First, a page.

Elena was placed 2nd. She landed a very good 3Z+2T, but then she doubled the 3L and double-footed the landing on it. Her 2A was good. Elena had a level3 spiral sequence and a level 4 combination spin, and a level3 flying camel spin, but her layback was just level1 and her footwork, only level2. Her spinning is not very good, as she got 0 GOE on the flying camel, and only +0.07 on the level1 layback.
Elena lost to Ievleva in the SP because Elena doubled and two-footed the loop, which cost her 4.5 points, and her non-jump elements were worth 1.66 points less than Ievleva's. And she had the gall to complain that Ievleva was doing easier jumps!
Alexandra Ievleva skated a squeaky clean program, and she skated it with spirit and expression, grace and flow. Elena's program was lackluster by comparison, yet her PCS scores were 2.92 higher than Ievleva's. IMO, Elena was held up in the PCS because she is Elena Sokolova.
Arina Martynova was 3rd in the SP, and IMO she was held up slightly also. She did 3Z2T (two-foot), popped an axel and fell, and then singled the flip. However, her non-jump elements were nearly all level3 and 4 and she got +GOE on all of them. She had the second highest PCS score after Elena, but I have to say having seen the SP that everything except the jumps had good flow and expression.
Ksenia Doronina struggled but landed the 3Z2T, stepped out of the 3F, and had a good 2A. Presentation is not her strong point, nor are her non-jump elements. She was 4th in the SP. I saw her SP on YouTube and it was slow, and her spins traveled quite a bit. She was not impressive.
Ksenia Doronina unexpectedly came back and won the FS. she landed 3Z, 3F, 3L (ur), 3T+2T+SEQ, 3S, 3Z+1T, 2A. Her non-jump elements were mostly level 1s and level2s, except for the combination spin (3) and spiral sequence (4).
Elena Sokolova was 2nd in the FS, but she was almost 7.5 points behind Doronina. It's odd that she complained about the lack of difficulty in Ievleva's SP because Elena's FS didn't have much more. She landed 3Z (2 ft), 1L, 2A, 2S, 3T+2T (the only combination), 3L, 2T. All her non-jump elements were only level1 and level2. Once again, she received the highest PCS score in the FS.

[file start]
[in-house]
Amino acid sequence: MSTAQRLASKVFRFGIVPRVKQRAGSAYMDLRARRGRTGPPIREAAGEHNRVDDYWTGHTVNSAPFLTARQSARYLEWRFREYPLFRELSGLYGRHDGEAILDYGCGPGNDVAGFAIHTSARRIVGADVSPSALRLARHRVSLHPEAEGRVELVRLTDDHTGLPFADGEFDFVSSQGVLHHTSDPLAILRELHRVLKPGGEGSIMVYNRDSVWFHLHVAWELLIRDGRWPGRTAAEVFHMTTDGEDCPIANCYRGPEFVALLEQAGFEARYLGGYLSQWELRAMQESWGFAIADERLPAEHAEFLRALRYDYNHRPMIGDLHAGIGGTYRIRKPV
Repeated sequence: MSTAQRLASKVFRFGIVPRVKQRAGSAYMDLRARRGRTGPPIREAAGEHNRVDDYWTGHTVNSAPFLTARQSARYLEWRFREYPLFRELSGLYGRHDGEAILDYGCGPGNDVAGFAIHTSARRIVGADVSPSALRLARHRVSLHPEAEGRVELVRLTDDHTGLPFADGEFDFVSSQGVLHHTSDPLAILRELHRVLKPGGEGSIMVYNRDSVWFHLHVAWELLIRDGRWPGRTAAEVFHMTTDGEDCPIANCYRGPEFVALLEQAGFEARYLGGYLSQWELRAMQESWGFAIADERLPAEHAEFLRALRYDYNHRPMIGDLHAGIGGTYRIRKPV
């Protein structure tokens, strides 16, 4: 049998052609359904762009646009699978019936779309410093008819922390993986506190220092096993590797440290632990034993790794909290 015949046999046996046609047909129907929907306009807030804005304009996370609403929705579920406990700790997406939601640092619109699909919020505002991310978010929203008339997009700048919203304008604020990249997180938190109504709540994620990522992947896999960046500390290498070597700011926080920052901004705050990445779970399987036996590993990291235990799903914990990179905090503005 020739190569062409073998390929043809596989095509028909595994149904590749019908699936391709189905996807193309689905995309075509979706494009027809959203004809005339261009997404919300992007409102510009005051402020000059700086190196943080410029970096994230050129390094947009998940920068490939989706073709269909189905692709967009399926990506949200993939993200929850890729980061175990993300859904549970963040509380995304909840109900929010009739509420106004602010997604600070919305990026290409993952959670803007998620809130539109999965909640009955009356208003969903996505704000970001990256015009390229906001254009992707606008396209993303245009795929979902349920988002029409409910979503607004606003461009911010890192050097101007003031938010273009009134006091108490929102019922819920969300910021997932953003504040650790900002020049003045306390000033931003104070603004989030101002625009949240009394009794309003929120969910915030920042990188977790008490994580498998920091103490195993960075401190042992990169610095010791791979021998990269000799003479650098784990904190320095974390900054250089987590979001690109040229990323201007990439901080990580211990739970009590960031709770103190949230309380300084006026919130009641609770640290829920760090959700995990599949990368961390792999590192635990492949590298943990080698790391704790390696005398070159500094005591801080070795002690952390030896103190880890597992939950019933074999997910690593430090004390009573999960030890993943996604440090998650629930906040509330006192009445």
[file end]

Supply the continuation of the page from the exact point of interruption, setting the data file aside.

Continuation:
Ievleva struggled a bit in the FS, but she finished only 1.82 points behind Elena, which enabled her to pass Elena for the silver medal. She did 3L2T, 1Z, 3L(ur) fall, 2S (ur), 3T+2T, 3S+1T, 2A. Her non-jump elements were mostly level1 and level2, except for the spiral sequence (4). However, she did receive +GOE on all of them, and the 2nd-highest PCS score after Elena.
The final scores were:
The fact is if Elena had landed the 3L in her SP and if she had done the lutz combination in the FS, she would have won the competition hands down. Or she could have brought her non-jump elements up a level and skated with speed and flair, as she once used to do.
The Russian federation isn't pulling any "tricks" on Elena. The judges gifted her with high PCS scores despite the lack of content in her programs and her lethargic performances. But Elena must have thought that since she was the last of the world-class Russian ladies she could coast on her laurels this season, and she was brought up short.
I hope she wakes up and smells the coffee, because if she doesn't her career is about to come to a screeching halt. She has the ability and talent to beat the younger ladies, she just has to be committed to working hard to do so.
Last edited by chuckm; 01-07-2007 at 11:19 PM.
She can make up for it at the Europeans.
She has less than 3 weeks to make up for all the work she hasn't done all season. Can she do it? Maybe. Will she do it? Who knows. I guess we'll all just have to wait and see.
I agree with everything except this statement. I think that her career as a show skater in Russia and Europe will not suffer. She has the personal relationships, she's a delightful performer, plus she has a 2003 silver medal that many worldwide should have beaten Kwan in DC. (I don't agree with that, but there's nothing more that will make someone beloved than being allegedly wuzrobbed.) I actually preferred her to Slutskaya in Malmo, but that competition was under 6.0.
Originally Posted by chuckm
Frankly, I don't know why she bothers with eligible competition.
3A? This must be a typo. She can do 3A? This is the first time i heard of it.
Originally Posted by chuckm
I don't think she has the talent to beat the young skaters. Her jumps are extremely unstable, all the non-jump elements are almost non-existent just like most Russian female skaters. Time for her to go.